Eight students from Bayside and five from Stelly’s, accompanied by two teachers, travelled to town hall to deliver their message.
The eight from Bayside – ranging in age from 12 to 14 – were representatives of their group, Youth in Action, and despite being young were measured and spoke confidently on their cause.
“I think it [climate change] should be at the top of our list of what we need to take care of,” says Ellaina Coley, “because it affects everyone and everyone has to fix it.”
This year, youth-led climate-change protests have swept the world and the environment has emerged as a leading issue for young people. In Greater Victoria, the presentation joins other recent youth initiatives and protests. Since Christmas, there has been an Extinction Rebellion demonstration, school walk-outs, user-fee free transit campaigns and a push for the phasing out of plastic grocery bags on the Peninsula.
When asked if their focus on the environment came from the teachers and curriculum, the girls all said no, citing outside sources as the motivation for their activism, such as Greta Thunberg and their parents.
Over the past year Swedish student Thunberg has established herself as a world-wide figurehead of the youth protests. While youth protests were once largely restricted to college campuses, much like Thunberg, who started her activism at 15, age doesn’t seem to be a barrier to students engaging on climate-change.
“Adults don’t listen to kids,” says 12 year-old Kali Cooper. “We have a hard time getting people to listen to us because they think ‘Oh you’re still young so I don’t care,’ so they’ll sit there and even though they believe in it, won’t actually do anything.”
The girls laugh and say while not all adults are “oblivious,” it seems to take them a long time to “process” facts. “It goes in one ear and out the other, ” says Taiya Steel with an exasperated laugh.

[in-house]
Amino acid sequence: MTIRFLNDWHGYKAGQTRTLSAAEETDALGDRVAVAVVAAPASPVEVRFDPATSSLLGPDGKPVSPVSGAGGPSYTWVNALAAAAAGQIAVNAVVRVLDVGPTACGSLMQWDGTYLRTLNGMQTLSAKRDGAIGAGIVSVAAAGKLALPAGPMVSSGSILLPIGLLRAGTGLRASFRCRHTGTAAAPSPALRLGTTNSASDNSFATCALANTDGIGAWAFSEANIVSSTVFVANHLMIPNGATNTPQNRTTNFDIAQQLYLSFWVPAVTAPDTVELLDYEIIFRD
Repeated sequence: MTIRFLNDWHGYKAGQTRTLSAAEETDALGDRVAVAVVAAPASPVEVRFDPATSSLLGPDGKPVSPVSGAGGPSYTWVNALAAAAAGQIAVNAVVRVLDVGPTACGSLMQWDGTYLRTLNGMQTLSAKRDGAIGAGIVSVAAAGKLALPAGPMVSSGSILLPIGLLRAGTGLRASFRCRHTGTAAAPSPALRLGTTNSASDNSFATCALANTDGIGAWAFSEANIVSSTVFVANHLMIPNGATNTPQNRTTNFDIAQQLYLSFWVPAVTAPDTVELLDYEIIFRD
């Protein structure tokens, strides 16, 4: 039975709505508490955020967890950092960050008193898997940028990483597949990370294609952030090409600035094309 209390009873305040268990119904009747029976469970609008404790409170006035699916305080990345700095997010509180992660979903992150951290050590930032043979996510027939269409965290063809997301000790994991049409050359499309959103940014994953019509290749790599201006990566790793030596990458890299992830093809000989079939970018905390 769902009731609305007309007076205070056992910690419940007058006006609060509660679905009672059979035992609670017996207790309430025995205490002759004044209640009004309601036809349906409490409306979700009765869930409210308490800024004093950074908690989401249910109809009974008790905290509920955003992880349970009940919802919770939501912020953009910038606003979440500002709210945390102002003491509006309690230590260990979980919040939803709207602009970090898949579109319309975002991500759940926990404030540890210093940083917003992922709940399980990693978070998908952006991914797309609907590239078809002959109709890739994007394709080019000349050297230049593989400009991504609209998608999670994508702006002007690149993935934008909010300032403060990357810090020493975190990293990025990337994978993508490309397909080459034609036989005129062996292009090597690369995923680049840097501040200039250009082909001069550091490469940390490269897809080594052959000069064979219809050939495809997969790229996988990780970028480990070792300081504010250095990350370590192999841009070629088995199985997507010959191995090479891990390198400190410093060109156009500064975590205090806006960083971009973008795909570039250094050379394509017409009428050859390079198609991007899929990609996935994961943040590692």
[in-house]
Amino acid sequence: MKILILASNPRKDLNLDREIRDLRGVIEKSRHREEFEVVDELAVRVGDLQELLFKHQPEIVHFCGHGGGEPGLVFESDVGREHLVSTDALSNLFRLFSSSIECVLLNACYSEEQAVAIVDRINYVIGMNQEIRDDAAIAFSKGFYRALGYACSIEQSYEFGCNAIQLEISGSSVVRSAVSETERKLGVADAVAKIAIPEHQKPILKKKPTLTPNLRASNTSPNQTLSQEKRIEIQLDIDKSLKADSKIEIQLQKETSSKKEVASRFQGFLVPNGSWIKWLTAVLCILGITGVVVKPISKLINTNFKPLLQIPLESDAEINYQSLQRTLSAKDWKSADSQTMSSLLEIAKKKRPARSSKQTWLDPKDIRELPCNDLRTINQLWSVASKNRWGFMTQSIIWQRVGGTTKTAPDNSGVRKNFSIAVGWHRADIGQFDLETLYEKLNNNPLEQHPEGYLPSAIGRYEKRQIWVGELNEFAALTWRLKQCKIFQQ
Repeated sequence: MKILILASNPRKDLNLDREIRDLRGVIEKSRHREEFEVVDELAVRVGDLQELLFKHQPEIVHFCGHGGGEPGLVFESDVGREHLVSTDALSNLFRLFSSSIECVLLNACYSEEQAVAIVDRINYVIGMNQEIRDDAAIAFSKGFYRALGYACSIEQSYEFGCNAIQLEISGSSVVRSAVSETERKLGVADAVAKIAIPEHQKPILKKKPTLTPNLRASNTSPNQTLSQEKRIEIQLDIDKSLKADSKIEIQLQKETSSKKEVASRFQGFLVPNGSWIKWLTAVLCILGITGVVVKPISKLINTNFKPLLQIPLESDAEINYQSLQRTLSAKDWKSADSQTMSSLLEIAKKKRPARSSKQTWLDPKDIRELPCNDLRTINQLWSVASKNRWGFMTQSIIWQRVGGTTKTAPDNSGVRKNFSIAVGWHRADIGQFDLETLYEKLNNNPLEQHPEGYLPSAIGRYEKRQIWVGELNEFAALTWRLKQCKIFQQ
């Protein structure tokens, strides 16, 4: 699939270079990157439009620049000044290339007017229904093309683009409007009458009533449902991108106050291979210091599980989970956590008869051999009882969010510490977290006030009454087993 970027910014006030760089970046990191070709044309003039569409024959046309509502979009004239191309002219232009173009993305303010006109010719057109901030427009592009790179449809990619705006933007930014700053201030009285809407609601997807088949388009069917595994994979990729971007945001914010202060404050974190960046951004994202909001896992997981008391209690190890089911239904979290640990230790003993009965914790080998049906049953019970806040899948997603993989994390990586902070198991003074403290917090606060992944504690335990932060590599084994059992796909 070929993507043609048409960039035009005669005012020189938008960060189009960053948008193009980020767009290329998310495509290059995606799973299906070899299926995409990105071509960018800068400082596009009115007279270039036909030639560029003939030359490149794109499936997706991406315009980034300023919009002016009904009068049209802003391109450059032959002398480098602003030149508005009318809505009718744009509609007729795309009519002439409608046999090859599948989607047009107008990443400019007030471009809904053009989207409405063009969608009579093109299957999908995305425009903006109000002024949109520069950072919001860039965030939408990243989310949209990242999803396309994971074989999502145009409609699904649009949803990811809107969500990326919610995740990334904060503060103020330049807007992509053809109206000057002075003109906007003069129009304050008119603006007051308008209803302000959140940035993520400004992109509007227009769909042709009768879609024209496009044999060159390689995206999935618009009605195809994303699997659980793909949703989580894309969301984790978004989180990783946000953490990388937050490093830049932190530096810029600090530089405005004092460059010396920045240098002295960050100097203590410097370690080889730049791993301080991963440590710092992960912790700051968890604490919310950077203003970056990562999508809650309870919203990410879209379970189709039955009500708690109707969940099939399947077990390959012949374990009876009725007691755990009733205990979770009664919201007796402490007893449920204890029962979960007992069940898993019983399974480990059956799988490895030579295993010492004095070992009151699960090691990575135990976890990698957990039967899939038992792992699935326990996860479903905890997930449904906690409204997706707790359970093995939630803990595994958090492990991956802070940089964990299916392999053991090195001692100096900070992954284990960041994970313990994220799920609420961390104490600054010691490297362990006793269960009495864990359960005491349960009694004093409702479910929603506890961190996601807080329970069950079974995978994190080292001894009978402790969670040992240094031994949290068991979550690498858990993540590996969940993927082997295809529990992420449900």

“Last week we actually had an opportunity to share our opinions,” added Tessa Hunter-Siebert. “That was probably one of the first times we’ve been able to do that to an important group of people.”
Whether the current wave of youth activism is actually making a difference is open to debate, although the teachers we spoke to are supportive of their students for getting involved in important issues and the democratic system, rather than being lost to apathy, as some youth have been characterized in the past. One thing that is for sure, is politicians won’t be able to plead ignorance of what many in the next generation of voters has on their minds.
“The adults could take a step themselves,” says Anika McCandlish, her friend Josephine Hill continuing, “I think everyone could do something. When adults hear something that they can do to help the environment, they think ‘Oh, I should tell my kid to do that,’ and I feel not a lot of them think of doing it themselves.”